Iatrogenic multiple pregnancy: Higher risk than a spontaneous one?

Ildikó Nyirati, Hajnalka Orvos, György Bártfai, László Kovács

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OBJECTIVE: To determine if spontaneous and induced multiple pregnancies have similar outcomes. STUDY DESIGN: We compared the results of antepartum and intrapartum surveillance and fetal outcome in spontaneous multiple gestations (group A) with induced multiple gestations (group B) at Albert Szent-Gyorgyi Medical University, Szeged, Hungary, in a six-year period. RESULTS: Between January 1, 1991, and December 31, 1996, there were 13,131 births; the number of multiple pregnancies was 307 (2.34%). There were 232 spontaneous and 48 induced twin pregnancies, 8 spontaneous and 16 induced triplet pregnancies, and 3 quadruplet pregnancies, all induced. Higher incidences of gestational diabetes and cervical insufficiency were found in group B. The incidences of prematurity in the induced and spontaneous groups were similar. The incidences of low birth weight and perinatal mortality were higher in induced triplet pregnancies than in spontaneous ones. Fetal outcome, with respect to Apgar score and umbilical cord blood pH, was much poorer in both induced groups. CONCLUSION: Iatrogenic multiple pregnancy following ovulation induction or assisted operative reproductive techniques may increase the incidence of pathologic events in the antepartum, intrapartum or postpartum period. Careful counseling before assisted reproductive techniques is of paramount importance.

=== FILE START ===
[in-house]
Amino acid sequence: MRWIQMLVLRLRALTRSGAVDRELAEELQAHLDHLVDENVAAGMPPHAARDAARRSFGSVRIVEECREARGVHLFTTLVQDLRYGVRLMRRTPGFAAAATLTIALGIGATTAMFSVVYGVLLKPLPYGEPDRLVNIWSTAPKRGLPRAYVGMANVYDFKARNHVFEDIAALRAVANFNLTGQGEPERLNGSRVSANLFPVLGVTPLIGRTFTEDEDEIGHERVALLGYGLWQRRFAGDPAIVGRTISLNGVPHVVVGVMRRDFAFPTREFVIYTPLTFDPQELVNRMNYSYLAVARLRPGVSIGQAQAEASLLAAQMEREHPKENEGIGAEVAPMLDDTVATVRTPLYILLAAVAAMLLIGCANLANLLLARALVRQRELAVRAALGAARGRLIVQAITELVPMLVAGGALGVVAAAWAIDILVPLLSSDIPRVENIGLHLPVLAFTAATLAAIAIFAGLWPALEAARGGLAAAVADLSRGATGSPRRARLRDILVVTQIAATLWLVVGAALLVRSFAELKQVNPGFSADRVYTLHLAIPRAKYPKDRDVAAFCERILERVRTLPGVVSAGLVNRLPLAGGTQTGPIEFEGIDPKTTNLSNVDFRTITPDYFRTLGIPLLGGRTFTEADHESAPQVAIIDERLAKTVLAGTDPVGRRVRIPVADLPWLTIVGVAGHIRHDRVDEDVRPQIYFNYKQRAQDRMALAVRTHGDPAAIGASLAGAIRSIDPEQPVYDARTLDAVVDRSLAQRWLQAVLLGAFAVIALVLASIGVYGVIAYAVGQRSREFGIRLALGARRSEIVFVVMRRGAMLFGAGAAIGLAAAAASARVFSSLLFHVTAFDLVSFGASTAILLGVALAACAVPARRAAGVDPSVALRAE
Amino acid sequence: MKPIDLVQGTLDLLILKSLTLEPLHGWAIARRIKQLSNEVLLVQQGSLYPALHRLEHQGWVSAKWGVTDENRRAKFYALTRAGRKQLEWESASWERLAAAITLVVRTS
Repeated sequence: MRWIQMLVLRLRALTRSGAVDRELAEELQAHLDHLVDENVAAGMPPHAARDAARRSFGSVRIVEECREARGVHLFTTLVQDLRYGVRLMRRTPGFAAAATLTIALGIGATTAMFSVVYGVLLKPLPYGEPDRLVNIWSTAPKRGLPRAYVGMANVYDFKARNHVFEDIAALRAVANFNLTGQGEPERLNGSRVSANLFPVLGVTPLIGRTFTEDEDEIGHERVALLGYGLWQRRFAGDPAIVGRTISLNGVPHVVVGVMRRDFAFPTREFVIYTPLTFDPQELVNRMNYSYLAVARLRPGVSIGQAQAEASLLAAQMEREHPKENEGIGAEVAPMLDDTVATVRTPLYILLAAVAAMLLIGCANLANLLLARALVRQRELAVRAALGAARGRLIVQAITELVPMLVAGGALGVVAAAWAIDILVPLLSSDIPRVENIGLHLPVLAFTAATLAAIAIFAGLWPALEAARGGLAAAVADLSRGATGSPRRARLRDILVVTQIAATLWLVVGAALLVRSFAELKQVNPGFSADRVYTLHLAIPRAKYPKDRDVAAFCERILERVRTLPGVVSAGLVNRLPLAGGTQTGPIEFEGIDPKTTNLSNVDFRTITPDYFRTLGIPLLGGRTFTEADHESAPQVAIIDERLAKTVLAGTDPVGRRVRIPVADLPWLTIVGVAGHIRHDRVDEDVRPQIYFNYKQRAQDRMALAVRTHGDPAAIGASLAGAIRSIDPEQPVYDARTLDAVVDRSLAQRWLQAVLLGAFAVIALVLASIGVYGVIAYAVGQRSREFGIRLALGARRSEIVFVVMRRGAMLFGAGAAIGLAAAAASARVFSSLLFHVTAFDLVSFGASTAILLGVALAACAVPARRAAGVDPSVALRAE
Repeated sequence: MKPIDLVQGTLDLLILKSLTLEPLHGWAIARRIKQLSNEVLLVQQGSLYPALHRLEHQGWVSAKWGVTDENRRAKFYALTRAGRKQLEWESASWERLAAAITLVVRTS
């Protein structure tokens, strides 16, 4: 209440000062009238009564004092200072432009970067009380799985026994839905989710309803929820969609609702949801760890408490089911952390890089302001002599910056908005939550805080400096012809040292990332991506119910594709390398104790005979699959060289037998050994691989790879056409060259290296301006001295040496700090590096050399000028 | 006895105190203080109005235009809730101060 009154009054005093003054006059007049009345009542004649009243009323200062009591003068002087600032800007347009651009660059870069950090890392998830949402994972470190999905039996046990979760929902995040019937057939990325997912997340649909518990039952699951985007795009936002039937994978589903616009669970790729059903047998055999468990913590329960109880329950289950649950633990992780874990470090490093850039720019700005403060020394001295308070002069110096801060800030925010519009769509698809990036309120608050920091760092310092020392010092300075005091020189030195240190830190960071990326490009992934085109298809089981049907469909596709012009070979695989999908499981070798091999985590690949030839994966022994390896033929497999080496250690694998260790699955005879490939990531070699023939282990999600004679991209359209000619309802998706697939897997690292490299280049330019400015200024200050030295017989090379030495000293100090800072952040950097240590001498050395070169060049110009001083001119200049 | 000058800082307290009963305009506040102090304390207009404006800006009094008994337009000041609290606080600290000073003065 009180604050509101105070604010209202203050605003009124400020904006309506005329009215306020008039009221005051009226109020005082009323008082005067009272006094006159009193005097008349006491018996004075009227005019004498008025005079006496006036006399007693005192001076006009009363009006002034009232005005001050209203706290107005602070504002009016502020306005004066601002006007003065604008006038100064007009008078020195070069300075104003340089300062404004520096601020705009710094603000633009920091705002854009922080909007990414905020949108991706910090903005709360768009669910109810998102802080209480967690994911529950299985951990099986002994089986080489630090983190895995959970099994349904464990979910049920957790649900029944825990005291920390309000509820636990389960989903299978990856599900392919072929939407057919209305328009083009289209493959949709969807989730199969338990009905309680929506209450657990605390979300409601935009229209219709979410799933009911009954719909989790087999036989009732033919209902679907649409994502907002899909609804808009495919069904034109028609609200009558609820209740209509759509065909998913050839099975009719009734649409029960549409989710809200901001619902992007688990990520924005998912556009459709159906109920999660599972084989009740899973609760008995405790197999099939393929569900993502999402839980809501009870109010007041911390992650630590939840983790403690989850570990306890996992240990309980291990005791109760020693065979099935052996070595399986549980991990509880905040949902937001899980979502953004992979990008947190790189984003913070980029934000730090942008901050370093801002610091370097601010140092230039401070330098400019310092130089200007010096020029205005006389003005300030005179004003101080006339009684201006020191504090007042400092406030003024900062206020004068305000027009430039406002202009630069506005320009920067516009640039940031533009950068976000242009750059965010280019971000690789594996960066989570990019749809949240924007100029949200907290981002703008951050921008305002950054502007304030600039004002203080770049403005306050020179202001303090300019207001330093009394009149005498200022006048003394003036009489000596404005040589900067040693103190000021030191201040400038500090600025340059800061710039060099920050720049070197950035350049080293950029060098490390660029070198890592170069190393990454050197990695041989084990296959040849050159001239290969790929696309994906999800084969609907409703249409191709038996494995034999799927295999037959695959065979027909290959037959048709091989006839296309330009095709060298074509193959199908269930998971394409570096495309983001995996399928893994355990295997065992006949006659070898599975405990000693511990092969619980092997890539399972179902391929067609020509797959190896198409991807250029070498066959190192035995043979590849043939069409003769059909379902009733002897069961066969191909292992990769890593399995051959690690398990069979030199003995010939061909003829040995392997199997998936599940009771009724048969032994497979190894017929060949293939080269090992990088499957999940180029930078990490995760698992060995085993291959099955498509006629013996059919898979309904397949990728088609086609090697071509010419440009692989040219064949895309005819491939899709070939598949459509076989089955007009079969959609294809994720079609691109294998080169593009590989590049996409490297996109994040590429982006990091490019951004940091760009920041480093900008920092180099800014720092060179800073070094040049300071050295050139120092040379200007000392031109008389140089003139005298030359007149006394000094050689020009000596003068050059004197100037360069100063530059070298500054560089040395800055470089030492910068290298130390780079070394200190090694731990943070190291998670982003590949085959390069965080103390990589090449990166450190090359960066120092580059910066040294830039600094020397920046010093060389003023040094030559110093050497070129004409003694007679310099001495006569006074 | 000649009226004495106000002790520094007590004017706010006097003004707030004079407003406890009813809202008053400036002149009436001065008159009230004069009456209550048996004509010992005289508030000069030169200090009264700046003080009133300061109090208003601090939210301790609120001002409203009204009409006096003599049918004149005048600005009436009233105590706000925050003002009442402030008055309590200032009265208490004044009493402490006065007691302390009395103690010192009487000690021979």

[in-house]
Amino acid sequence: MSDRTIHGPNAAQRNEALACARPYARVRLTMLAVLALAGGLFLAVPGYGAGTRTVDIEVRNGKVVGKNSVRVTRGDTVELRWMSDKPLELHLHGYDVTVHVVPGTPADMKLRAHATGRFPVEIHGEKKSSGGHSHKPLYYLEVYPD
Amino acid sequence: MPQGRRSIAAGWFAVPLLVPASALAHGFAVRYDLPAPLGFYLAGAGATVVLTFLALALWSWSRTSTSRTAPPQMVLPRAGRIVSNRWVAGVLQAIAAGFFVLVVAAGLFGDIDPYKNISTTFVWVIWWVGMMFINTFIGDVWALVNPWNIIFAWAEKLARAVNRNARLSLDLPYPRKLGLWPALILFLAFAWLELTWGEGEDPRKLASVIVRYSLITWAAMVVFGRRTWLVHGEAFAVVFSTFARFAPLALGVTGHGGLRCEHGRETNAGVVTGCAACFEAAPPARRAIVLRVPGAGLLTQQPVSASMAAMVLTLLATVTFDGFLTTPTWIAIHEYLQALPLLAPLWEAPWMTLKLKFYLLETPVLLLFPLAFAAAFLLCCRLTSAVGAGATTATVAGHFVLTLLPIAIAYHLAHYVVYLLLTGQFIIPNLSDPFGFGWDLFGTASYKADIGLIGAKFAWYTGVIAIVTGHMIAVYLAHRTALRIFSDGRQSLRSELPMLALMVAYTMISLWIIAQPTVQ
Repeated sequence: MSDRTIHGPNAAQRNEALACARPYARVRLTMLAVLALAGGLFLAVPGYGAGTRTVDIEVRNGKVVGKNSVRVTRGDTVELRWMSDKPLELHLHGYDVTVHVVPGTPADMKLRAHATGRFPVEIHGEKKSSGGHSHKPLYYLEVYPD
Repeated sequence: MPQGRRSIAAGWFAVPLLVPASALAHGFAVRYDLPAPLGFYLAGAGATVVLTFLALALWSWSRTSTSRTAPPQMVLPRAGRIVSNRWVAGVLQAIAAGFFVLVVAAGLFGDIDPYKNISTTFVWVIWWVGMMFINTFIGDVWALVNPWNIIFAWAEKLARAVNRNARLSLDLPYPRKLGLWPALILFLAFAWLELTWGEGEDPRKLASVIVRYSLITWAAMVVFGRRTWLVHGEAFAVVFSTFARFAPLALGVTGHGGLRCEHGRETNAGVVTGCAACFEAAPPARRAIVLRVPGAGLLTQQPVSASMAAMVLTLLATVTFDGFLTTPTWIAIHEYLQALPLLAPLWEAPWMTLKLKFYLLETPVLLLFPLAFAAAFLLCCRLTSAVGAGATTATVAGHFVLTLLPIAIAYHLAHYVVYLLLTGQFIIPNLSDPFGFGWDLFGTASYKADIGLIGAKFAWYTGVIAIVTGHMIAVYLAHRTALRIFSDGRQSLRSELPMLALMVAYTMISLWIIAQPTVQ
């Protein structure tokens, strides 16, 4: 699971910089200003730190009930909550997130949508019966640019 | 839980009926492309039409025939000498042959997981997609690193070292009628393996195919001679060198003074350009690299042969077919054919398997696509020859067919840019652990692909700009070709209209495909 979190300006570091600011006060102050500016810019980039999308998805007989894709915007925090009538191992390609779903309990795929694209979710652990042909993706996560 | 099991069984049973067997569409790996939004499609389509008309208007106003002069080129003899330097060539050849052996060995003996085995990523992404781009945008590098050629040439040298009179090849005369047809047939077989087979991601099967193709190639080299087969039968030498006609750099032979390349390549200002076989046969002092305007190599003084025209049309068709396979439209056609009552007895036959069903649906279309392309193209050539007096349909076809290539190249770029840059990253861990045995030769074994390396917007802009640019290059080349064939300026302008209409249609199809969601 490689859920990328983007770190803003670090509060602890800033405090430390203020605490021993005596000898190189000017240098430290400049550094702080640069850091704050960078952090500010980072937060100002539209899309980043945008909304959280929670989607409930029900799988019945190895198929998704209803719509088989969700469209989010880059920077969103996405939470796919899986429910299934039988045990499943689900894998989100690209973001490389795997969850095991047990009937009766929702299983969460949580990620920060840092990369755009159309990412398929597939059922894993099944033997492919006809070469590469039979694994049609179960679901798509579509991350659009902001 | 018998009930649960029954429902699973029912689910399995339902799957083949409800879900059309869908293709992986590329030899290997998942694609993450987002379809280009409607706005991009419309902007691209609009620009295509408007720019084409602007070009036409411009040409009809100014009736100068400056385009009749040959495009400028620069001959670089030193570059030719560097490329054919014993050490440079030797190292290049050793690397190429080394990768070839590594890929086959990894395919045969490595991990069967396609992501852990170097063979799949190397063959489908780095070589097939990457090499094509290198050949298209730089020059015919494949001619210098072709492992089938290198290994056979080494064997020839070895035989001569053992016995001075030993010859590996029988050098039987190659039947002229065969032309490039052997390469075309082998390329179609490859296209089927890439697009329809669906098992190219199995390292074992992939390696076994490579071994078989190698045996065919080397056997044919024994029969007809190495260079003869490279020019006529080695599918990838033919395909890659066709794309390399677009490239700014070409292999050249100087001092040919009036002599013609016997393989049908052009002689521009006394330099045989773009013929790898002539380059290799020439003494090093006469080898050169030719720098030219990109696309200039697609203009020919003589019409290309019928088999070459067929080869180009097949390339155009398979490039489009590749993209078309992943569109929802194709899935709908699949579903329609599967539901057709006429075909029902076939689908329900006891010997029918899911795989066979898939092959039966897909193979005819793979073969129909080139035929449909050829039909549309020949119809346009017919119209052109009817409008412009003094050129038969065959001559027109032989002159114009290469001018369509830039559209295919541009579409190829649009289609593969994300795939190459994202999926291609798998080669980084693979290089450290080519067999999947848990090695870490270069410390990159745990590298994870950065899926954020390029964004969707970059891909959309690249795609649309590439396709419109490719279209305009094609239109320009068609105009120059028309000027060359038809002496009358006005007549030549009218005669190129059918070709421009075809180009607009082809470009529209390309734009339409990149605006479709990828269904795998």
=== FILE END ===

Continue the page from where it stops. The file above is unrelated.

Original languageEnglish
Pages (from-to)695-698
Number of pages4
JournalJournal of Reproductive Medicine for the Obstetrician and Gynecologist
Issue number11
Publication statusPublished - Nov 1 1997



  • Pregnancy complications
  • Pregnancy, multiple
  • Twins

ASJC Scopus subject areas

  • Reproductive Medicine
  • Obstetrics and Gynaecology

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